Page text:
Orchids may be one of the most feared houseplants in the arsenal; gardeners everywhere have heard how fussy they are about growing conditions and all the problems growing orchids other people have experienced. The truth is that orchids are relatively sturdy, have few serious problems, and many grow quite easily in an indoor environment. It helps to know a little more about common orchid problems before you buy your first plant. Read on to prepare for your orchid adventure.
Problems Growing Orchids
Even with the best of care troubles can occur. Common orchid problems include environmental issues, a few pests, and diseases.
Environmental issues with orchid plants are the most common complaint of first-time growers. People try to treat these plants like other houseplants, resulting in chaos. Most orchids are epiphytes, plants that grow in the branches of trees in very little soil using their roots both to cling to trees and respirate; many even have photosynthetic organs located in their prop roots. Because of this, orchids are very sensitive to environmental changes.
- Bud blast - Bud blast is a common sign of problem conditions. If your buds dry up and die without any sign of pests or disease, your orchid may need higher humidity or brighter lighting. Incorrect watering can cause this problem, along with distorted or wrinkled foliage.
- Poor light conditions - Orchid foliage changes color in response to lighting conditions, and too much light may cause yellowing of tissues or a purple cast, depending on the species. Not enough light usually causes dark foliage to develop.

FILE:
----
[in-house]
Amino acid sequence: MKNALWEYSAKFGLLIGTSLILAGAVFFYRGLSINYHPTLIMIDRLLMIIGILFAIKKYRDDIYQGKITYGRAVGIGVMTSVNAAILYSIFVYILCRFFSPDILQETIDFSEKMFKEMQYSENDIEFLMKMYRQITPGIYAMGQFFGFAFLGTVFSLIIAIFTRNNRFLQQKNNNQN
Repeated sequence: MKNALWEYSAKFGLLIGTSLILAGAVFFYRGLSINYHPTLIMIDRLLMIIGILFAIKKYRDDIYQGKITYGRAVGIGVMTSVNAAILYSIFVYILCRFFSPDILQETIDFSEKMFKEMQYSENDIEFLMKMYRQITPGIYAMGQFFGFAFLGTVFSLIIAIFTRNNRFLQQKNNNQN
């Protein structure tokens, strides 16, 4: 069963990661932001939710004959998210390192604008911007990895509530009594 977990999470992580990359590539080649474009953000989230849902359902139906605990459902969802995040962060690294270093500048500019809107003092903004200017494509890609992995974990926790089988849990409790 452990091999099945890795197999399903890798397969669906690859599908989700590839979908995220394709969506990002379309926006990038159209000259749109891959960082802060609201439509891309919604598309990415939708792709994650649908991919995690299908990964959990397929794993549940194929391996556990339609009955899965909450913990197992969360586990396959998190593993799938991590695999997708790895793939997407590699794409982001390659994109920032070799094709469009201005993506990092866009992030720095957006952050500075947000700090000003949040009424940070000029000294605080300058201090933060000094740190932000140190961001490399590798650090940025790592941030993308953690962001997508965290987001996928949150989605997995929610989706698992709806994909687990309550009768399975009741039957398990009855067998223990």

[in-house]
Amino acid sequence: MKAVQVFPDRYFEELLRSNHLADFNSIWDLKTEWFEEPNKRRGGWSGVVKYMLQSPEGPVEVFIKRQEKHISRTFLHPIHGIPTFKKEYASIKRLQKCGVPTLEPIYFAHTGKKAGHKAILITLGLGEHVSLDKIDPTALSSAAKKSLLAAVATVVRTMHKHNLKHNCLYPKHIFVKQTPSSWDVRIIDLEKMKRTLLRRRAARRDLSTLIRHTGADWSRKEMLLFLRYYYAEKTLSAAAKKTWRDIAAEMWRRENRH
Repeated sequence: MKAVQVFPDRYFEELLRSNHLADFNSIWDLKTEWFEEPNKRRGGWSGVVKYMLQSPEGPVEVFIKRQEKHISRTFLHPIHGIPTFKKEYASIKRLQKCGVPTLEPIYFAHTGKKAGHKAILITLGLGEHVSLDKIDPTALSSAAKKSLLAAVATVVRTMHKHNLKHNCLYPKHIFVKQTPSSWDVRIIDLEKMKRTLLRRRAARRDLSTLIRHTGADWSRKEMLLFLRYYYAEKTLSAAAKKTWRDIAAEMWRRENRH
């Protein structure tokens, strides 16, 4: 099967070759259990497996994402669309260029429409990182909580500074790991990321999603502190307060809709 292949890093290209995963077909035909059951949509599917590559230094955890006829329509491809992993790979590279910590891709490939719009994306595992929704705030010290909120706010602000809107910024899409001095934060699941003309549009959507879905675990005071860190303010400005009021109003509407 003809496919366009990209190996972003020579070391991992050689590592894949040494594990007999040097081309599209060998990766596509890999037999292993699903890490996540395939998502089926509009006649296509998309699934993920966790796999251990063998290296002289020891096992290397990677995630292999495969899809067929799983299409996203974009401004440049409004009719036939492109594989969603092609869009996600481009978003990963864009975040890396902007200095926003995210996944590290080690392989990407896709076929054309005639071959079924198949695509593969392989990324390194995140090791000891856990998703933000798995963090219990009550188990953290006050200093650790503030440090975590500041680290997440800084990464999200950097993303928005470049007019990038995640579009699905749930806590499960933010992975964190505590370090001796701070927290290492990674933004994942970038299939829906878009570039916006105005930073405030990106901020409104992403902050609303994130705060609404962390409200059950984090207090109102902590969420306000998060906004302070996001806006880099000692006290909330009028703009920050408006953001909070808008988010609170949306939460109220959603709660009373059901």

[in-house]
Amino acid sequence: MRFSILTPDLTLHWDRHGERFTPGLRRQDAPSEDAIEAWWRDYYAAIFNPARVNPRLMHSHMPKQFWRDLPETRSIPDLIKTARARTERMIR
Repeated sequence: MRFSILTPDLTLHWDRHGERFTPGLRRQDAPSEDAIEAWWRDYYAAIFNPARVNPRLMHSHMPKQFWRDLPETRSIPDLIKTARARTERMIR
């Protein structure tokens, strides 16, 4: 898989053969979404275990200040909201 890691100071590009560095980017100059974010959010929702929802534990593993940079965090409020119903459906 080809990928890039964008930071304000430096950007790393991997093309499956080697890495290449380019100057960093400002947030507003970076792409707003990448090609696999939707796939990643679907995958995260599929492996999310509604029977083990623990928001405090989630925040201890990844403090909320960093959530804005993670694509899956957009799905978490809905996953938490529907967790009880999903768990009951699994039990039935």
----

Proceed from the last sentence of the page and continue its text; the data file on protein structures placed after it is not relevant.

- Potting mediums - Proper potting is also vital for success. Orchid roots must be able to breathe in their containers, which is why orchids normally come packed in moss. As the medium or moss ages, it breaks down, squeezing the air pockets between areas ever smaller, reducing orchid growth and giving plants a generally unhealthy look. Repotting is as important for orchid health as fertilizer and consistent temperatures.
Most orchids are grown indoors, limiting the pest problems they experience, but the pests that tend to plague other houseplants also affect orchids. Keep your eyes peeled for mealybugs, spider mites, scales, and thrips on your plants. Sap-suckers like mealybugs, spider mites, and scales can blend into the background, but leave foliage covered in yellowing spots that seem to increase over time.
- Mealybugs and scale - Mealybugs and scale are generally immobile pests that grow cottony or waxy covers to protect themselves.
- Spider mites - Spider mites are hard to see with the naked eye, but often leave fine webs where they've been feeding.
- Thrips - Many thrips species feed on pollen and can be observed running around on blooms.
No matter which of these pests is bugging you, a thorough coating of insecticidal soap will kill them on contact. Continue checking and spraying your orchids weekly until the pest problem is gone.
Fungal and bacterial diseases of orchids are common because of the high levels of humidity they need to survive. Fungal agents cause problems like root rot, leaf spots, leaf blights, and spots on flowers.
- Root rot - Root rot may present as a general yellowing of the plant, but if you inspect the roots you'll see that they're black or brown and mushy. Remove these damaged roots and reduce waterings - orchids should never be in standing water. Instead, increase humidity by raising them above the water level with small stones.
- Leaf spots and blights - Many fungal leaf spots and blights can be treated with neem oil.
- Bacterial rot - Bacterial rot causes damaged leaves and crowns to turn to mush and collapse. Even a tiny bit of damage may be enough to allow bacteria to penetrate leaves when your orchid is living in a warm, wet area. Use a copper-based spray to treat your plant after removing severely damaged leaves with sterile tools.
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Kristi Waterworth was a regular contributor to Gardening Know How for many years, answering countless queries on plant pests and diseases.
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